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Tax Clearance for Filing Process an Insult to the Judiciary – NBA Writes Enugu CJ


The President of the Nigerian Bar Association (NBA), Mr. Yakubu Chonoko Maikyau SAN, has said the directive by the Chief Judge of Enugu State to attach their Tax Clearance Certificate (TCC) to all processes filed in court is demeaning and an insult to the judiciary.

The President stated this in a letter addressed to the Chief Judge in that regards.

Read the content of the letter below:

My Lord, the Honourable Chief Judge,


My attention was drawn to a letter dated 7 February 2024 with reference number J/S.193/VOL.XIII/76, issued under the hand of the Chief Registrar of the High Court of Enugu State, Kingsly O. Eze. As indicated in the said letter under reference, it was issued on Your Lordship’s instruction, at the behest of the Executive Chairman of the Enugu State Internal Revenue Service (ESIRS), vide the letter dated 1 February 2024, which was attached to the Chief Registrar’s letter under reference.

Let me quickly state that, we have recently observed an emerging disturbing trend, where tax authorities are frantically seeking to use the Bar as a tool for discharging or performing their statutory duties of collecting and enforcing the payment of taxes. Only about a month ago, I had cause to advise a tax authority from one of the states, which requested NBA to ensure that practice licenses are not issued to legal practitioners without proof of payment of Personal Income Tax, that we are unable to do so. We informed the state tax authority that:

“The issuance of practice licence to legal practitioners is without prejudice to their tax obligation, and it is not in any way subject to the provision of Section 80(4) of the Personal Income Tax Act. We believe that with proper notices served on taxpayers who are our members, they will fulfil their tax obligations as required under the relevant laws.”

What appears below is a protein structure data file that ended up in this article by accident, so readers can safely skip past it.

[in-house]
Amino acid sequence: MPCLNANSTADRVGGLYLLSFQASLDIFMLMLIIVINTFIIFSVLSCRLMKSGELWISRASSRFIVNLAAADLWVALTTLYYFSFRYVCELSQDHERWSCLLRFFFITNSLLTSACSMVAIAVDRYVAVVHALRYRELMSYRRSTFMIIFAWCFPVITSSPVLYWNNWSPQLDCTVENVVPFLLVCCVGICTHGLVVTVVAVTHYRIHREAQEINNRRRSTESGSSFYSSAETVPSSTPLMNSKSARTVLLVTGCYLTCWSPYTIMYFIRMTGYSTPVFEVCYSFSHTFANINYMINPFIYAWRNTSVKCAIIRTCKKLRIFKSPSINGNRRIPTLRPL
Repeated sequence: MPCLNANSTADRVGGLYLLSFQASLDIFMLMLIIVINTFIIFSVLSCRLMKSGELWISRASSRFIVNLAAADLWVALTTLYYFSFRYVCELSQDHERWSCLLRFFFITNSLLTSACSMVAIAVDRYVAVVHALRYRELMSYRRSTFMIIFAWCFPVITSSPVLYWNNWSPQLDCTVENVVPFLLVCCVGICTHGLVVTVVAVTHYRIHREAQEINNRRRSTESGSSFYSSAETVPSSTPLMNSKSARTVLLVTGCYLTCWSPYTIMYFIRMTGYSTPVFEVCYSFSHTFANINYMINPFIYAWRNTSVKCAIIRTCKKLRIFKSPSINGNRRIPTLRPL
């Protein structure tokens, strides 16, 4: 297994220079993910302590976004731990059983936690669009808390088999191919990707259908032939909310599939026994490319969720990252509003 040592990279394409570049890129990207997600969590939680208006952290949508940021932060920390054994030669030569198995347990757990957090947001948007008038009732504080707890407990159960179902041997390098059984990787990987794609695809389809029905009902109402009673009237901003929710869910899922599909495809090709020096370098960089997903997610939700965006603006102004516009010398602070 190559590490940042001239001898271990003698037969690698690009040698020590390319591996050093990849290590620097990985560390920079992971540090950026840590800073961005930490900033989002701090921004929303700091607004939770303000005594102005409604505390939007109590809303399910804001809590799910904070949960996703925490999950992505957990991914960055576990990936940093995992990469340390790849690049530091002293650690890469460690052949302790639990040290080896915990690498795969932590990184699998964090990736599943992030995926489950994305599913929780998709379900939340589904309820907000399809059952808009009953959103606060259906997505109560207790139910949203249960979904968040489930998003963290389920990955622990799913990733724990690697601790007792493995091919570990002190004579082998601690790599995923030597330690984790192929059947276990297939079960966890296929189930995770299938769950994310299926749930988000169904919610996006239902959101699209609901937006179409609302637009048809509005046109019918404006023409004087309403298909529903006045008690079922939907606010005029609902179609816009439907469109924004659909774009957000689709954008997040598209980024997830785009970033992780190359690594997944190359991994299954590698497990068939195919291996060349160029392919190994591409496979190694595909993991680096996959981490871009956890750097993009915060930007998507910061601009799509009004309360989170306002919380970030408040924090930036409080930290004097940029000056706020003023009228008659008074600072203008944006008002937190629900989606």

The present scenario, where all legal practitioners are mandated to attach their Tax Clearance Certificate (TCC) to all processes filed in court, seems worse than what we had to deal with in the case mentioned above. What is even more worrisome in the case at hand, is the brazenness with which the Chairman of ESIRS approached the Enugu State Judiciary on this issue and, the speed with which he succeeded in turning the head of the Judiciary of the State; an arm of government equal to the Executive under which he (ESIRS Chairman) serves, into an enforcement unit of the ESIRS. The request by the Chairman, ESIRS for Your Lordship, the Honourable Chief Judge to “help in ensuring that Lawyers in Enugu State comply with this constitutional provision by a mandatory attachment of their Tax Clearance Certificate (TCC) to all processes filed in court” is not only demeaning of the Judiciary, but also an attempt to use the revered office of the Chief Judge as an impediment to the constitutionally guaranteed right of access to court. What is most annoying is the use of a cheap blackmail that, by doing the bidding of the Chairman ESIRS, the Chief Judge “will boost transparency and show the image of the judiciary as law abiding” What an insult! It is ridiculous to say the least and would have been laughable if it were not so pathetic, that the honourable Chief Judge has fallen for this blackmail, which led to the issuance of the letter of 7 February 2024 under reference. In what way will the use of Judiciary as an enforcement unit of ESIRS “boost transparency and show the image of the judiciary as law abiding”, if one may ask?

The directive of Your Lordship goes to the fundamental question as to the very existence of the courts, and if allowed to stand, has the potential of negating the very essence for which the courts were created under the Constitution, with a corresponding unhindered access to all persons without any discrimination whatsoever. As your lordship already knows, the right of access to court is a guaranteed right under the Constitution of the Federal Republic of Nigeria. Consequently, no other law can derogate or detract from it, and the court should not allow the provision of any enactment to be read in such a way as to deny or curtail the access to court by any citizen or person. In other words, the right of access to Court my Lord, is too fundamental and of grave importance to be trivialised in the manner done by the said directive.

Access to court is not just a right conferred on citizens, it is a basic necessity in any organised society for civilised existence. I must add that even tax-defaulters are entitled to their day in court; their tax liability or otherwise, could be the subject for which they wish to approach the court. I imagine that a person whose fundamental right is breached or likely to be breached, would not have an application for the enforcement of his/her fundamental right filed until his Counsel attaches his TCC. Similarly, bail applications or other processes necessary for the defence of a Defendant in a criminal trial would not be countenanced without the TCC of the Counsel filing the process. Also, aggrieved as the NBA may be by this directive, the Incorporated Trustees of the NBA would not have its process filed without the TCC of its Counsel, should it decide to seek redress in court.